Mazda is no stranger to motorsport, with its MX-5 sports car one of the most-raced production cars in the world at grassroots level, and its high-profile victory in the 1991 Le Mans 24 Hours.
That victory heralded the first--and only--for rotary power, and Mazda is set to innovate again by supplying Skyactiv-D engines to the GRAND-AM series' GX Class.
Just as with the Skyactiv-G gasoline engine range, Skyactiv-D is designed to improve all the usual characteristics of diesel engines, while reducing their disadvantages.
Compared to Mazda's previous diesel line, not sold in the U.S, the new 2.2-liter Skyactiv-D units are 20 percent more fuel-efficient, have 20 percent lower internal friction, and weigh a tenth less.
Mazda sees all these benefits as being equally relevant in racing.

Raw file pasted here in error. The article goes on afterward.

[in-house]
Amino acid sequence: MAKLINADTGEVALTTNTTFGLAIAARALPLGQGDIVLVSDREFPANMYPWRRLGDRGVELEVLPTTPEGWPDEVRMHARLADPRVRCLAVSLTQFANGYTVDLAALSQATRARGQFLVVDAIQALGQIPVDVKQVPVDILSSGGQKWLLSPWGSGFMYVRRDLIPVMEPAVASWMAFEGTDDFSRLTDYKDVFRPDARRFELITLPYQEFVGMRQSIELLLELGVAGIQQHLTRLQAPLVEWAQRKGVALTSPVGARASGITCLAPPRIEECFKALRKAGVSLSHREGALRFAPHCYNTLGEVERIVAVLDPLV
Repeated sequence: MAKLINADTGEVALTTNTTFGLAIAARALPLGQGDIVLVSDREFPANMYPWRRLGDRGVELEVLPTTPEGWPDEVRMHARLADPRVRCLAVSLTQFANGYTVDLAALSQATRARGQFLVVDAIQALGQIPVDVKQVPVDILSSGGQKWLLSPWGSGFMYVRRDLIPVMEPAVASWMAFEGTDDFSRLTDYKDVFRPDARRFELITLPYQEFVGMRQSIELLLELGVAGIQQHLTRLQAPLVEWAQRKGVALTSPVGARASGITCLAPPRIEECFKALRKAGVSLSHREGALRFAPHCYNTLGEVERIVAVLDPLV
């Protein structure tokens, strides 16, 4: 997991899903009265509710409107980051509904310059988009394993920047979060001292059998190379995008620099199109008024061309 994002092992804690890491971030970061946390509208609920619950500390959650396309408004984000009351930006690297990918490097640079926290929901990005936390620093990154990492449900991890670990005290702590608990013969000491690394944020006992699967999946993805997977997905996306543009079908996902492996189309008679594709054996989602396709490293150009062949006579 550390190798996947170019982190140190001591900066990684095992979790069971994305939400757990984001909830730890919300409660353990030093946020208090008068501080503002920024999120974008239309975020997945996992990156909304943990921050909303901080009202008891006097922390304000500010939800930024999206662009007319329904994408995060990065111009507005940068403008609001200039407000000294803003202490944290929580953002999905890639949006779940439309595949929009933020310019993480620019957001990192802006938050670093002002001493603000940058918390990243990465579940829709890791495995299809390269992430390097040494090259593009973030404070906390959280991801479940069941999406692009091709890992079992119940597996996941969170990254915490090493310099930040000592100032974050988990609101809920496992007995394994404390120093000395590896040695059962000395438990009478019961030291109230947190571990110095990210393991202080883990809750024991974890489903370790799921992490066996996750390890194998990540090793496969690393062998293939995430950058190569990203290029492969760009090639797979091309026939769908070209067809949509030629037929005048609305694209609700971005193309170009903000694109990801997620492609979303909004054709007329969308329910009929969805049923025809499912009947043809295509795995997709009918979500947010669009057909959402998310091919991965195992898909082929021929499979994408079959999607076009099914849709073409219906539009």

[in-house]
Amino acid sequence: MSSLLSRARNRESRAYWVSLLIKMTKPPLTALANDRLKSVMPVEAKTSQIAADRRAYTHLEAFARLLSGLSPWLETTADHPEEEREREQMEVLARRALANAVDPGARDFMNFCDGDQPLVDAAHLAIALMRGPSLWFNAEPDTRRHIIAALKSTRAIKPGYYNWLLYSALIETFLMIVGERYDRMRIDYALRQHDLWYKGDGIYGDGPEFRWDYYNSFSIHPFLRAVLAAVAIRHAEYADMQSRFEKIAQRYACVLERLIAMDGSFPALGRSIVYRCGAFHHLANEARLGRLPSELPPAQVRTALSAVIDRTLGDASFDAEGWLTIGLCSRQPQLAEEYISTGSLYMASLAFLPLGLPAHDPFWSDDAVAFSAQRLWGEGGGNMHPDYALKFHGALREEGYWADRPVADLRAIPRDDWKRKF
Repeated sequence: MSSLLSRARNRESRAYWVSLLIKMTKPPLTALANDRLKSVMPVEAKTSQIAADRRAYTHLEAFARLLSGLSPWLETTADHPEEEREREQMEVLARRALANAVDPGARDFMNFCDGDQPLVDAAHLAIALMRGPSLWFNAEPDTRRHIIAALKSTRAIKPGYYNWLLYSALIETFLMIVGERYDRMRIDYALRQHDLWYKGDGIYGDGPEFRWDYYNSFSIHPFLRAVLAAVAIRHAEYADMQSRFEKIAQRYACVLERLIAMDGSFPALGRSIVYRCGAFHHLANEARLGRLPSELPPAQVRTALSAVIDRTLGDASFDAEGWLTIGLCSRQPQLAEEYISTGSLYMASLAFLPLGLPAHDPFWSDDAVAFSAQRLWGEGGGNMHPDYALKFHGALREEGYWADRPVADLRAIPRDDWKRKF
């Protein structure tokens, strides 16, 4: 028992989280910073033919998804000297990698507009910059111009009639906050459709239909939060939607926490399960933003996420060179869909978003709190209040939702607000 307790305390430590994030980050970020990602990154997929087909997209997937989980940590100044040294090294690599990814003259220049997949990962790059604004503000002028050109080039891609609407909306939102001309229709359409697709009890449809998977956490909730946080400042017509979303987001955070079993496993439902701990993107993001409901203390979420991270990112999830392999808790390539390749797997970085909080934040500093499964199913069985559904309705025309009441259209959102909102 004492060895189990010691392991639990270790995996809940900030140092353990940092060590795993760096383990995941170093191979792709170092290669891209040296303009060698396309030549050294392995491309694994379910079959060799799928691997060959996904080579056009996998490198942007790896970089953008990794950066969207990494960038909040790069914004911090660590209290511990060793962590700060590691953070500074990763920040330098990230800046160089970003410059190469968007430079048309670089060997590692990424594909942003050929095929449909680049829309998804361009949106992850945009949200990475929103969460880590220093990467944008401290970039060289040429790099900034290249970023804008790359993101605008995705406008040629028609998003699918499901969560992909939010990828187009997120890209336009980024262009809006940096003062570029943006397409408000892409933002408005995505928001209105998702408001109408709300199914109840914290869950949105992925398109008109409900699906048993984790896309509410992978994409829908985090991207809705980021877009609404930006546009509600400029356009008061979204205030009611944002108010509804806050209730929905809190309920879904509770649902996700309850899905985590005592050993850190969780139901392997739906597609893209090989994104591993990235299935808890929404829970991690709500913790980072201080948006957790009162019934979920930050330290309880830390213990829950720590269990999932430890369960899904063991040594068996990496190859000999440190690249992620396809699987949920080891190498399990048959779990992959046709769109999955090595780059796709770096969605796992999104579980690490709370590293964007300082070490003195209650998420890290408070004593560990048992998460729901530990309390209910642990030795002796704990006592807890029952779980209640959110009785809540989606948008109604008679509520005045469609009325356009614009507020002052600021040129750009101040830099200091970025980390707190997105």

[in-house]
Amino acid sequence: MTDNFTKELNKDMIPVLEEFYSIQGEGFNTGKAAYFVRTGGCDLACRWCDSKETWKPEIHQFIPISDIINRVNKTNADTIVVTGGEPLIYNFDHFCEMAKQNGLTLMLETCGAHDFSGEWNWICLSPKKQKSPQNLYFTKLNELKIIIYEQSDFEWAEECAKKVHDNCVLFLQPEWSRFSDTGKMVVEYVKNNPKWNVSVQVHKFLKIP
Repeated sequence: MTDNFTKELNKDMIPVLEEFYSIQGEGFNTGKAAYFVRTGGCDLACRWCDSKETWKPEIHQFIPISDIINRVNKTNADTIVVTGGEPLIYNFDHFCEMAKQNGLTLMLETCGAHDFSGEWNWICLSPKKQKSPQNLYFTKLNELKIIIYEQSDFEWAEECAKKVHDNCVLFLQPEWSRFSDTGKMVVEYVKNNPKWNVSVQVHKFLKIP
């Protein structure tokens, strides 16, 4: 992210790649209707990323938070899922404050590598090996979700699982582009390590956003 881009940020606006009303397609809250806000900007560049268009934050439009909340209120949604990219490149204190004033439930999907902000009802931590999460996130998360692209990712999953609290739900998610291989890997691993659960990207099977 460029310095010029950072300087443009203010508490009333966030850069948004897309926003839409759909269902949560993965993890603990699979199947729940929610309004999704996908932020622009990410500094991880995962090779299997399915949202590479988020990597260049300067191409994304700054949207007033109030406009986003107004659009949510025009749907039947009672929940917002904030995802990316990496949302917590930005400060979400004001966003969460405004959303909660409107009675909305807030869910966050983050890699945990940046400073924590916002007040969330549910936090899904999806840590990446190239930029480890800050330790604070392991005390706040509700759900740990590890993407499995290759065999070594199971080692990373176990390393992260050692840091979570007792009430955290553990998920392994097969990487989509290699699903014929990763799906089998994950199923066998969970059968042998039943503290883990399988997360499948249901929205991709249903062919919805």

"[The engine] will deliver outstanding performance and fuel economy coupled with the kind of quality, durability and reliability needed to produce great street cars and win endurance races" explained John Doonan, Director of Mazda Motorsports in North America.
GRAND-AM's new GX class showcases advanced and clean engine technologies, and is set to debut in 2013. Mazda wants to expand from its rotary technology into the new class, and is hopeful to replicate the kind of success its GT-Class RX-8 has had in GRAND-AM.
On track testing will begin later this year, with the engine's racing debut expected an as-yet unchosen vehicle for the 2013 season.
If Audi's success with diesel at Le Mans is anything to go by, Mazda could have a fruitful 2013--and with Skyactiv-D engines expected in the U.S. at some point, it may not be too long before you can drive it yourself.